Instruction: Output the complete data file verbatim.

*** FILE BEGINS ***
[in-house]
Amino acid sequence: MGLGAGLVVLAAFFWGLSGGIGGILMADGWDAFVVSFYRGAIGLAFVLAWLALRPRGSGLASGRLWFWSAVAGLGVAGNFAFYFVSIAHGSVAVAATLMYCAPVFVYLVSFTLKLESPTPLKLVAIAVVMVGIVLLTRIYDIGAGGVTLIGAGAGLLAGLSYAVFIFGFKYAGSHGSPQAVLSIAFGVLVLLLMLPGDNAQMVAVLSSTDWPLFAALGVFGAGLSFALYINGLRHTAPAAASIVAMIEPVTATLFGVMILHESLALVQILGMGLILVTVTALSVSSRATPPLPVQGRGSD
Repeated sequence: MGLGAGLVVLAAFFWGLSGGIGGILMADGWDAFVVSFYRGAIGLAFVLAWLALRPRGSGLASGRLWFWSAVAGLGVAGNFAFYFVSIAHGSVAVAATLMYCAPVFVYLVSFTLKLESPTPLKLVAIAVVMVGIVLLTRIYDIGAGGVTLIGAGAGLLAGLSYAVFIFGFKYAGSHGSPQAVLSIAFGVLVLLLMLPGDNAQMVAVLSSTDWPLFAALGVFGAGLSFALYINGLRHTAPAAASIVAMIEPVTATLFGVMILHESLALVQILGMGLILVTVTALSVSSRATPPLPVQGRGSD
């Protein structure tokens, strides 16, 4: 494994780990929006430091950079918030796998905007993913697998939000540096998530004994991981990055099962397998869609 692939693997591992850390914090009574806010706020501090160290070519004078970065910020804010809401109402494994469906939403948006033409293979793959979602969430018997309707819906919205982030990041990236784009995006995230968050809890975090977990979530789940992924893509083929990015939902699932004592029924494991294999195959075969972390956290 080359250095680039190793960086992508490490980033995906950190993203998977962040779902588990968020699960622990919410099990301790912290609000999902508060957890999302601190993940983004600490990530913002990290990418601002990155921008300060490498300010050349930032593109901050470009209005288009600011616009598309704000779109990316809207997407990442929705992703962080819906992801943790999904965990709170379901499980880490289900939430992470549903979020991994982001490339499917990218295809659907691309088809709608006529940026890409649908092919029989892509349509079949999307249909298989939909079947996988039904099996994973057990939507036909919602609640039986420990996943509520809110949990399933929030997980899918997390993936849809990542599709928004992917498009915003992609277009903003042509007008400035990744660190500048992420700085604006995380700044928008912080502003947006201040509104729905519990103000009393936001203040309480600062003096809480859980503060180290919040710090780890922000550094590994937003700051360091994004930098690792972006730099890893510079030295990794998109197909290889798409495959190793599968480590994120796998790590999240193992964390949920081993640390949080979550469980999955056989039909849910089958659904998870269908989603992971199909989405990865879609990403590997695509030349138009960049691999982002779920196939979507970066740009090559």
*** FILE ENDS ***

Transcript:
[in-house]
Amino acid sequence: MGLGAGLVVLAAFFWGLSGGIGGILMADGWDAFVVSFYRGAIGLAFVLAWLALRPRGSGLASGRLWFWSAVAGLGVAGNFAFYFVSIAHGSVAVAATLMYCAPVFVYLVSFTLKLESPTPLKLVAIAVVMVGIVLLTRIYDIGAGGVTLIGAGAGLLAGLSYAVFIFGFKYAGSHGSPQAVLSIAFGVLVLLLMLPGDNAQMVAVLSSTDWPLFAALGVFGAGLSFALYINGLRHTAPAAASIVAMIEPVTATLFGVMILHESLALVQILGMGLILVTVTALSVSSRATPPLPVQGRGSD
Repeated sequence: MGLGAGLVVLAAFFWGLSGGIGGILMADGWDAFVVSFYRGAIGLAFVLAWLALRPRGSGLASGRLWFWSAVAGLGVAGNFAFYFVSIAHGSVAVAATLMYCAPVFVYLVSFTLKLESPTPLKLVAIAVVMVGIVLLTRIYDIGAGGVTLIGAGAGLLAGLSYAVFIFGFKYAGSHGSPQAVLSIAFGVLVLLLMLPGDNAQMVAVLSSTDWPLFAALGVFGAGLSFALYINGLRHTAPAAASIVAMIEPVTATLFGVMILHESLALVQILGMGLILVTVTALSVSSRATPPLPVQGRGSD
């Protein structure tokens, strides 16, 4: 494994780990929006430091950079918030796998905007993913697998939000540096998530004994991981990055099962397998869609 692939693997591992850390914090009574806010706020501090160290070519004078970065910020804010809401109402494994469906939403948006033409293979793959979602969430018997309707819906919205982030990041990236784009995006995230968050809890975090977990979530789940992924893509083929990015939902699932004592029924494991294999195959075969972390956290 080359250095680039190793960086992508490490980033995906950190993203998977962040779902588990968020699960622990919410099990301790912290609000999902508060957890999302601190993940983004600490990530913002990290990418601002990155921008300060490498300010050349930032593109901050470009209005288009600011616009598309704000779109990316809207997407990442929705992703962080819906992801943790999904965990709170379901499980880490289900939430992470549903979020991994982001490339499917990218295809659907691309088809709608006529940026890409649908092919029989892509349509079949999307249909298989939909079947996988039904099996994973057990939507036909919602609640039986420990996943509520809110949990399933929030997980899918997390993936849809990542599709928004992917498009915003992609277009903003042509007008400035990744660190500048992420700085604006995380700044928008912080502003947006201040509104729905519990103000009393936001203040309480600062003096809480859980503060180290919040710090780890922000550094590994937003700051360091994004930098690792972006730099890893510079030295990794998109197909290889798409495959190793599968480590994120796998790590999240193992964390949920081993640390949080979550469980999955056989039909849910089958659904998870269908989603992971199909989405990865879609990403590997695509030349138009960049691999982002779920196939979507970066740009090559």